This is utopian thinking, I realize. Why would publishers advocate for indie access in a space they already control? It’s extremely unlikely they ever would, I see SFWA taking comments more as a reaction to the reality of the market than anything else. Publishers have made it clear they don’t see the value in collective behavior and they don’t seem to understand or appreciate the challenges offered by competing medias. But SFWA should see that their policies do not serve their member writers. It locks anyone who desires membership and publication, at the same time, into accepting whatever is offered by whomever deigns to offer it. “What have you got to lose SFWA?” Plenty of ballast that should have been dumped long ago in my opinion.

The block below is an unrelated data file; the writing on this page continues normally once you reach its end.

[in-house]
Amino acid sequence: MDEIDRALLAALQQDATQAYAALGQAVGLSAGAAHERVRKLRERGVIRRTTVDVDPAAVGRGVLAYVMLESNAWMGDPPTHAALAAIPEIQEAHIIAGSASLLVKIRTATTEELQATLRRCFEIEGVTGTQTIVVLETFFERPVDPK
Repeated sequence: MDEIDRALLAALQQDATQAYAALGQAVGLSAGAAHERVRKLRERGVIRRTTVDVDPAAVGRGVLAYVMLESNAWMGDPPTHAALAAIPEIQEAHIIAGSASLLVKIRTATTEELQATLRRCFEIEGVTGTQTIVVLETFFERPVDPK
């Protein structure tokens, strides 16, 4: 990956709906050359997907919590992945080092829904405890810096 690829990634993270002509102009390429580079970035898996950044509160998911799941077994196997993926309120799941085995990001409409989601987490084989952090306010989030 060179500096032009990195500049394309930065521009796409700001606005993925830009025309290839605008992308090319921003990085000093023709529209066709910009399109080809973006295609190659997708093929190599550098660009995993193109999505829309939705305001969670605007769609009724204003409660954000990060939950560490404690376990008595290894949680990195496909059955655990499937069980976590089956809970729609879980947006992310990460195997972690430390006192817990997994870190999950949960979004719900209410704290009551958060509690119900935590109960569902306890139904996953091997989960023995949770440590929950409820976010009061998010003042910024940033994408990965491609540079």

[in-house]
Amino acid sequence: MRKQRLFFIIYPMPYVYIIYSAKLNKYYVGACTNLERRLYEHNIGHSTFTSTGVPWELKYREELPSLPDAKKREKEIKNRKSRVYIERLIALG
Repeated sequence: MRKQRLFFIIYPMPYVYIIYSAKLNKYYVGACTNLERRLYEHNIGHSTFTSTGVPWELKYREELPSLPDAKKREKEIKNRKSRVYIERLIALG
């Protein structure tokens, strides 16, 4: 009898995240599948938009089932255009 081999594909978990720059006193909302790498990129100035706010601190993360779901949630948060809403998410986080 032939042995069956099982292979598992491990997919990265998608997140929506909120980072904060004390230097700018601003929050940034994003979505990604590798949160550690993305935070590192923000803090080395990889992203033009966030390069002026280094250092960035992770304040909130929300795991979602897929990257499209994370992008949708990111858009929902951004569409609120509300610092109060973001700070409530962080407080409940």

Quality Assurance

Even the call for comment issued from SFWA board seems to worry overly much about the question of “how can we keep the rabble out?” SFWA has for a long time now been really worried about the remote possibility of endorsing the undeserved. If you read the comments popping up beneath the call for opinions as well as in blogs all over the internets you’ll find a regular theme, “maybe if they sell enough copies” or “how will we measure indie reach” or “maybe we can make a secondary (somewhat lower class) sort of membership for indies.”

These compromise suggestions, including SFWA’s request for discussion beside the caveat asking members to consider “not just whether or not to make it possible for writers to join on the basis of self-published works but also the issues that would have to be addressed, such as confirming income, sales, and other publishing information from self-published writers,” seem little more than Chicken Little trying to negotiate with the falling sky.  Here is why.